A good teacher can make a good student, but no initiative has been taken to make teaching an attractive choice of profession. Our finance ministers consult with economists and businesspersons before preparing the budget, but do not talk to educationists. This indicates the direction of the budget.

Another shortcoming in mindset is the lack of a proper education policy or plan. We are more focused on mega projects, business and commerce. These are certainly necessary and we thank the government for the mega projects, but unless education is given more importance that these, we must realise that business and commerce will not survive when the fourth industrial revolution hits. We will not be able to scale the heights of science and technology.

And the allocation that is made also includes technology. This discrepancy is in the open, but there are many other hidden discrepancies that do not catch the eye

Our rate of education is relatively less than that of the SAARC countries. And even the existing figures are said to be somewhat concocted. What are your views on the matter?

Our budget allocation for education is just above 2 per cent of the GDP, where it should be between 4 to 7 per cent. Nepal, Pakistan and India are ahead of us in this respect. And the allocation that is made also includes technology. This discrepancy is in the open, but there are many other hidden discrepancies that do not catch the eye. Big projects are taken up for education, vehicles are purchased, there are foreign trips, but at the end of the day, very little of this benefits education. Corruption in the sector harms education.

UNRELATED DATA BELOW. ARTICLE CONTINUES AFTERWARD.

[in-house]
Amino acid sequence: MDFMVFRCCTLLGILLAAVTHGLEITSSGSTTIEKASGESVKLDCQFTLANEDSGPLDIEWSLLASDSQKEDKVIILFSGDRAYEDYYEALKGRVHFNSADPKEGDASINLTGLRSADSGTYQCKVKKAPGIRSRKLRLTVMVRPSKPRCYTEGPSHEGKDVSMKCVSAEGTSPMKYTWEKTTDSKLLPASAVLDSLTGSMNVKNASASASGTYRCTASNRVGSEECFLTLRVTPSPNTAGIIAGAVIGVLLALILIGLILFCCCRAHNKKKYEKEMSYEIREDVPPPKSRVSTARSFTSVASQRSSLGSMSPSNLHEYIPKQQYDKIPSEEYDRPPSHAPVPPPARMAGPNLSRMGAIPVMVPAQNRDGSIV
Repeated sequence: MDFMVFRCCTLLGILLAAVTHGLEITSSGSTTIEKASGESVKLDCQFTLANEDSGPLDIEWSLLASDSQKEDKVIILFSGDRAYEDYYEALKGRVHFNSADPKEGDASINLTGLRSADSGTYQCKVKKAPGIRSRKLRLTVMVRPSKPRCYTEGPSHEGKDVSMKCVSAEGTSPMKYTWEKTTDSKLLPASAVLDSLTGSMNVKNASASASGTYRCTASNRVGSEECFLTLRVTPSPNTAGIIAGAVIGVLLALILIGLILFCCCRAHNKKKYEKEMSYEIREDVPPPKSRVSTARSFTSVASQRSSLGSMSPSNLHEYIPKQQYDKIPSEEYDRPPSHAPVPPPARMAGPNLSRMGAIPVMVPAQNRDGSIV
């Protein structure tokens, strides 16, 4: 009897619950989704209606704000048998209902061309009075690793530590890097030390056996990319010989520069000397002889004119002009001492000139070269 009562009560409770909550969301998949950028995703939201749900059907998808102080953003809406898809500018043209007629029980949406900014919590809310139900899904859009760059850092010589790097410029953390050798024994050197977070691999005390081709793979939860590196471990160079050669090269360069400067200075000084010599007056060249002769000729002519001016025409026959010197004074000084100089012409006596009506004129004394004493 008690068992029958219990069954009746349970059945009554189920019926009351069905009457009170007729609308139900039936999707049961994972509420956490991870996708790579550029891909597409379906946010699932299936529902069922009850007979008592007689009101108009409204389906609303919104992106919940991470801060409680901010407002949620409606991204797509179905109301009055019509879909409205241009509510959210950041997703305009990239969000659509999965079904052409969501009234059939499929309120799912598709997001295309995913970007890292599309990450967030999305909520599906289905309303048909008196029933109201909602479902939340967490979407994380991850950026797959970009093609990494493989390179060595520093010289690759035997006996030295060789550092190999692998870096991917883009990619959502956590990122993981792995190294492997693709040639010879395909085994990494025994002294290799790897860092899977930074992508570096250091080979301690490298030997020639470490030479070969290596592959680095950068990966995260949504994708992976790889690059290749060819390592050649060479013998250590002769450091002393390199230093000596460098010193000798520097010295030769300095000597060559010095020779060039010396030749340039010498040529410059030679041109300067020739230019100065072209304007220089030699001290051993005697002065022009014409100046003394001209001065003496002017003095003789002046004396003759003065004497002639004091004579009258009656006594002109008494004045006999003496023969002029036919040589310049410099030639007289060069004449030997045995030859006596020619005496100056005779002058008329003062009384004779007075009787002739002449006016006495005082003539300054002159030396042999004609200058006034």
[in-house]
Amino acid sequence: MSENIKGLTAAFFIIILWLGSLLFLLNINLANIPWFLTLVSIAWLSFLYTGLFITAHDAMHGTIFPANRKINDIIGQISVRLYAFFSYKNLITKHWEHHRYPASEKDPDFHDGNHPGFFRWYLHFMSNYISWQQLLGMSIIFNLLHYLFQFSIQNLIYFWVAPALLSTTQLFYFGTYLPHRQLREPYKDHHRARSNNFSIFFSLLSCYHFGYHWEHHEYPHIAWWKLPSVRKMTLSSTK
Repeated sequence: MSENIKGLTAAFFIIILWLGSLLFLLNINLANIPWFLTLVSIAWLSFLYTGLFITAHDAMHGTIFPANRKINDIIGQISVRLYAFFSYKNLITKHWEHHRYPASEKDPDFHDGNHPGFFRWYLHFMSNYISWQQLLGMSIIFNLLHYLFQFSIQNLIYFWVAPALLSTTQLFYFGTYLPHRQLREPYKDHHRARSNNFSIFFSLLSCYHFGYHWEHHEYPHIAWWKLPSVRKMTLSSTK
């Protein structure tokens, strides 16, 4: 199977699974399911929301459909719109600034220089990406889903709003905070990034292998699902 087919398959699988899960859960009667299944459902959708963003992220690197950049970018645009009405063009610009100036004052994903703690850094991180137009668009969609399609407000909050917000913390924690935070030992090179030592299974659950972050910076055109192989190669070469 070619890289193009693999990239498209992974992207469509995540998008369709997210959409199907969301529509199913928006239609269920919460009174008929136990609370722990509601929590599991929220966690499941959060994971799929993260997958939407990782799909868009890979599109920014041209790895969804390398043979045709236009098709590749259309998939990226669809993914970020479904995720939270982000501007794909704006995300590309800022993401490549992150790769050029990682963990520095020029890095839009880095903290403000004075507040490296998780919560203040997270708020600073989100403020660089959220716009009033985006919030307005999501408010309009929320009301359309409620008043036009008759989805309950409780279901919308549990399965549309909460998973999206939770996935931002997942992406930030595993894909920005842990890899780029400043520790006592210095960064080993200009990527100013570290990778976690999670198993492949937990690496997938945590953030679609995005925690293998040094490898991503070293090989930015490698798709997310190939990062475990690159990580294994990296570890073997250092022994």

In 2010 the education policy was announced with much fanfare. But over the past 10 years, there have been no changes in the education sector. Who is responsible, the political leadership or bureaucracy?

Both, as well as various teachers’ associations, and a large section of educationists and civil society who could have mobilised a strong movement to implement the education policy. They are more interested in enlisting themselves in party politics. Certain reactionary quarters had objections to the 2010 education policy and changes were made, taking their objections into cognisance. Even so, if the policy was implemented, there could have been qualitative changes to education. The reason why this has become inert is that education is not a top national priority. A strategic plan has even been drawn up for higher education, but that lies buried under the files. All this must be implemented immediately or else we will have to pay a high price.

We are more focused on mega projects, business and commerce. These are certainly necessary and we thank the government for the mega projects, but unless education is given more importance that these, we must realise that business and commerce will not survive when the fourth industrial revolution hits

The government has planned to open up universities in every district. But there is a lack of qualified teachers and basic infrastructure facilities in many educational institutions in remote areas. What is more important, to open more public universities or strengthen the infrastructure facilities of primary and secondary education?

We need universities, but we need a specific roadmap for that. This calls for a 10 to 30-year plan, determining where the universities are to be set up, when, why and with what subjects. Universities should definitely not be opened simply under political pressure. Specialised universities can be opened rather than generalised ones, but not without a proper study of the matter.